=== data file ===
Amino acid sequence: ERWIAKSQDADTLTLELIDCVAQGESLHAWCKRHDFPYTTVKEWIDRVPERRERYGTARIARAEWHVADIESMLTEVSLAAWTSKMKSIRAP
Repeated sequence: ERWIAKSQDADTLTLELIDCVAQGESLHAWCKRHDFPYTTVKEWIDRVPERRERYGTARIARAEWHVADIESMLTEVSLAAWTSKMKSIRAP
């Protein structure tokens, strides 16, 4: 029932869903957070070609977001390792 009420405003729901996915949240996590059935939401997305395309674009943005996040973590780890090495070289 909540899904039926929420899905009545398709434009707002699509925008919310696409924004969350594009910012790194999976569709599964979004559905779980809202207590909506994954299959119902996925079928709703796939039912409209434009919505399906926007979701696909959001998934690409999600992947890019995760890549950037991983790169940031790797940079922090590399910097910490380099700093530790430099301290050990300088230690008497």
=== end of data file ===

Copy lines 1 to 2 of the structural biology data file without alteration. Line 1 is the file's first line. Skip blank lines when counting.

Amino acid sequence: ERWIAKSQDADTLTLELIDCVAQGESLHAWCKRHDFPYTTVKEWIDRVPERRERYGTARIARAEWHVADIESMLTEVSLAAWTSKMKSIRAP
Repeated sequence: ERWIAKSQDADTLTLELIDCVAQGESLHAWCKRHDFPYTTVKEWIDRVPERRERYGTARIARAEWHVADIESMLTEVSLAAWTSKMKSIRAP